Mevo Dotan (Imriha), Reihan, Shaked, Thu 5.7.12, Morning
Translator: Charles K.
A’anin checkpoint 06:10-06:30
This checkpoint, installed in the separation fence, opens twice a week for a limited number of residents and farmers from the village of A’anin who have been cut off from their lands by the fence. They cross with “agricultural” permits, while others succeeded in obtaining “employment” permits that allow them to work in the seam zone until 15:30, when they return. If they don’t come back in time and in the same day they’ll be considered illegally present in Israel and will lose their crossing permit.
Mazal Tov! Shafik’s jennet gave birth to a cute foal.
People on foot and tractors with permits flow through unusually quickly. One of those crossing this morning gave the soldiers at the checkpoint a “good” grade. Children cross with their fathers; one said that today his son was allowed to accompany him on his employment permit; last time the soldiers who refused to let his son to cross, told him he needed an agricultural permit for his son to cross with him.
Another father, crossing with three children, asked us for advice – his wife hasn’t received an agricultural permit for a long time – what can he do? We gave him the appropriate phone numbers.
Reihan-Barta’a checkpoint 06:45-07:15
This is the main checkpoint in the northwestern West Bank, with a large terminal, biometric identification stations (finger- and palm print), scanners and a number of document inspection booths. There’s also a large installation to examine truck loads. The IDF provides security and a private civilian security company manages the crossing. The place is well-kept, ostentatiously decorated in poor taste with an apparently unlimited budget.
The crossing flows smoothly at this hour, primarily from the West Bank to jobs in eastern Barta’a which is enclosed by the seam zone.
Hadi (aged 20), a genial guy who every morning opens a coffee and candy stand in the shed, collects garbage that has accumulated on the ground. He’s placed two shabby sofas and two shaky tables covered with table cloths next to his stand, energetically and cheerfully. Behind all this is a sad story. Half a year ago his father was badly injured in an accident and both his legs were paralyzed. Hadi, the eldest, was called on to take his place as the family’s breadwinner. Until then he’d worked in Israel, in Haifa, washing dishes in a restaurant and was satisfied. Here, on a good day, he makes NIS 100. Next year, God willing, he’ll marry his Israeli sweetheart and will continue to support his parents and brothers forever. We suggest he open a shop to sell second-hand clothing in Yabed (where he lives), and we’ll provide him with merchandise. He wasn’t enthusiastic about the idea, said he’d think about it.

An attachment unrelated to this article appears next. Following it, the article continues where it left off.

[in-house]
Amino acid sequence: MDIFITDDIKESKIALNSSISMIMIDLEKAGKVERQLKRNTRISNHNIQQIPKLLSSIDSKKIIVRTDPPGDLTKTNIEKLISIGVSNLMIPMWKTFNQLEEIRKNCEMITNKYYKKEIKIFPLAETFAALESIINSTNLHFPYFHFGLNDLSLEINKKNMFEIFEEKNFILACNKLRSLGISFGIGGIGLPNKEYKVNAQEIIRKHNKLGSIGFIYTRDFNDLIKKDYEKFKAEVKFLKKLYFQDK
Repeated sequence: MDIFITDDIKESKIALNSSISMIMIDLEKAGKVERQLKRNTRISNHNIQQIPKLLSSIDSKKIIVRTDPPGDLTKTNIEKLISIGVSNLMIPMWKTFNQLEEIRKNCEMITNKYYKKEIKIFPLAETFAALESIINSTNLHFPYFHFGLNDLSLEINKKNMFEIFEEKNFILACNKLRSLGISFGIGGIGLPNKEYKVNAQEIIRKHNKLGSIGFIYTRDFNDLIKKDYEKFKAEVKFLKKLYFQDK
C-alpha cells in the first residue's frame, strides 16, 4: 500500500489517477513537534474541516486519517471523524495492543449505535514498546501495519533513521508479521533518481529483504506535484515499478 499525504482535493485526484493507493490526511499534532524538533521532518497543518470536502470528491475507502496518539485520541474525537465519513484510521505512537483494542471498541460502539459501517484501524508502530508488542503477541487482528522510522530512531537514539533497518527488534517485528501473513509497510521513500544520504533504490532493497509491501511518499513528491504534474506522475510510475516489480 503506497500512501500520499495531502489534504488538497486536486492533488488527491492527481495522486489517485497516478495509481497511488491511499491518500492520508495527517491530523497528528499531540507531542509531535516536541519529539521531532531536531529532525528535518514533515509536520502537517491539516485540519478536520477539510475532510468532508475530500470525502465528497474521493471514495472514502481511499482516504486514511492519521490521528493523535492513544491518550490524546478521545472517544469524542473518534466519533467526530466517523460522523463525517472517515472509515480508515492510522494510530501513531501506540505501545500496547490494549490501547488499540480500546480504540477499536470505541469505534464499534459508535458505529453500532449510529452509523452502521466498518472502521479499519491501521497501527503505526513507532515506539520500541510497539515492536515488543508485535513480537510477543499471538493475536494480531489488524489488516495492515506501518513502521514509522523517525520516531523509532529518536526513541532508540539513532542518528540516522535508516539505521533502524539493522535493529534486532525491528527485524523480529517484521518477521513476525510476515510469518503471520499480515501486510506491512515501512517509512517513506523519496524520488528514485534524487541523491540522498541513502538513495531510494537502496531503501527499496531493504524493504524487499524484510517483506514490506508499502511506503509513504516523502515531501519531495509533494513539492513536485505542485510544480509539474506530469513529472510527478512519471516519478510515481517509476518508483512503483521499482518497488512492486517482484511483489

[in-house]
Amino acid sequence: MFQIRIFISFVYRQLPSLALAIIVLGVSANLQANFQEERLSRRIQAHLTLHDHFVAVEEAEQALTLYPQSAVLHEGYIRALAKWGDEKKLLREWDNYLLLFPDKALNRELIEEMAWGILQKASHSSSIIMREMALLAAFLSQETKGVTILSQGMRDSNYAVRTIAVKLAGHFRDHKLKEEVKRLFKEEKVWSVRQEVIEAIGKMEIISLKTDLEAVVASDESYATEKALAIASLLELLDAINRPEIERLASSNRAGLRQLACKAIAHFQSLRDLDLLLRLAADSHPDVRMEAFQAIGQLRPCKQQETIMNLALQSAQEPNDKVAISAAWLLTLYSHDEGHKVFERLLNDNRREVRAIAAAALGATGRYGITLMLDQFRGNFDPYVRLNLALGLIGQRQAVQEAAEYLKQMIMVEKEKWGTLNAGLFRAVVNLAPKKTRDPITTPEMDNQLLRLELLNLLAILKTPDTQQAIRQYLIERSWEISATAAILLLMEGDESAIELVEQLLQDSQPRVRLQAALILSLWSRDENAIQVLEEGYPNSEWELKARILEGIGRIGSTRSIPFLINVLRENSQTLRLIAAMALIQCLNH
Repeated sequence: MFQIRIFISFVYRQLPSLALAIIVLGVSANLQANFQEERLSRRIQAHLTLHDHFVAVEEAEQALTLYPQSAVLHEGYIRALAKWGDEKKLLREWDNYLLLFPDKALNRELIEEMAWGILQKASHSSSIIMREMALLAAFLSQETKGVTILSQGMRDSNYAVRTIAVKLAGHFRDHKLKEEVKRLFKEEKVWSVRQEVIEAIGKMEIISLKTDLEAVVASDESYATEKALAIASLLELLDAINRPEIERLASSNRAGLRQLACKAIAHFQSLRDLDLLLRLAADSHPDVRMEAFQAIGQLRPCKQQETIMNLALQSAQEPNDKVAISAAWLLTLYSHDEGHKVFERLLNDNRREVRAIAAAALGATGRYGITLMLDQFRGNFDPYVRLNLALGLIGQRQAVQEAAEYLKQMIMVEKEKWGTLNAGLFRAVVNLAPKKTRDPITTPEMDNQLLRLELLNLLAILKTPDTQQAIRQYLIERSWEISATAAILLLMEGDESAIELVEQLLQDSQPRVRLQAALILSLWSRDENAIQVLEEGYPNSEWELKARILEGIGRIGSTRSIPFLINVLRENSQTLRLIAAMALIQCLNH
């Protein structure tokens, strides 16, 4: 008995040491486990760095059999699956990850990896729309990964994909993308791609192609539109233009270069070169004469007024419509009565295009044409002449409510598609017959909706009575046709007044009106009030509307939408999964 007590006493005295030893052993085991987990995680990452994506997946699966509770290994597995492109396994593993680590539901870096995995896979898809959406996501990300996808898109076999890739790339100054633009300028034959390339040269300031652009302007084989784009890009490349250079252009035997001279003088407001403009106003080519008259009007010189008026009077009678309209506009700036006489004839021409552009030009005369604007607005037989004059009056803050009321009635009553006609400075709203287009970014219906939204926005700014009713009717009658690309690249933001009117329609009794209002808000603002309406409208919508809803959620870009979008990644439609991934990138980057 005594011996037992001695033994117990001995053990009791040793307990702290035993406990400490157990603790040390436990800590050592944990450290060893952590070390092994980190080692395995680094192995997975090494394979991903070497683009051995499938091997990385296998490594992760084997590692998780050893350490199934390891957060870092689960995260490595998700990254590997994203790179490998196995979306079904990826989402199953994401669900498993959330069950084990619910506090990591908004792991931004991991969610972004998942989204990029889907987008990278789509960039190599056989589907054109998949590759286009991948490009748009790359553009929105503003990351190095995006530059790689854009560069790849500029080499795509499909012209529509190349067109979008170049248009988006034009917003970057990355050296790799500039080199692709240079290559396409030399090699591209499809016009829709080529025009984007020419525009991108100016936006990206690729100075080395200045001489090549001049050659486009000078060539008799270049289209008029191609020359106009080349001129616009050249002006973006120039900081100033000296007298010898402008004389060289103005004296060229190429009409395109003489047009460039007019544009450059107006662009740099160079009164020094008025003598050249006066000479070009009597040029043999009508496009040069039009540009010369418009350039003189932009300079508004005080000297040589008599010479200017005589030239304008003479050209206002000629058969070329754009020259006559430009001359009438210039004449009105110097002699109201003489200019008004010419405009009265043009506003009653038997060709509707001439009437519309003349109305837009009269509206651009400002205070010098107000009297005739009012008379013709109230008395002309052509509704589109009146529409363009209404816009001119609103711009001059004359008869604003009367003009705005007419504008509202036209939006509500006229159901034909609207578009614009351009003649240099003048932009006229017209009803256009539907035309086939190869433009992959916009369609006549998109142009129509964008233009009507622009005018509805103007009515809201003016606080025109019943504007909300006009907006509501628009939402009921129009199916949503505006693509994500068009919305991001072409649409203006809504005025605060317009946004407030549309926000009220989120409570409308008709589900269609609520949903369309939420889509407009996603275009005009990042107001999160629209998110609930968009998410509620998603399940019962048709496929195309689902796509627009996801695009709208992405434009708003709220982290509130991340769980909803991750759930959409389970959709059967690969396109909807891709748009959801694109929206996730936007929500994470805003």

Dothan-Yabed checkpoint 07:20-07:45
A checkpoint with a guard tower manned part of the day at the junction of Mavo Dothan and the road to Jenin. Most of the traffic it oversees is from the West Bank toward the seam zone, and back. The soldiers say that children sometimes throw here Molotov cocktails at them.
Vehicles traveling east to Jenin aren’t inspected, those in the opposite direction toward the Reihan checkpoint are stopped and drivers show documents. A taxi driver is detained for 15 minutes until they finish the phone calls about his situation.
Reihan checkpoint 07:50
Four loaded trucks wait to be inspected. A truck carrying two calves. A truck with two carts in tow, which crossed through Dothan/Yabed c.p without being inspected, is checked here carefully. Israeli license plates.
We forgot to observe the Shaked checkpoint…we were already on the way home when the penny dropped :)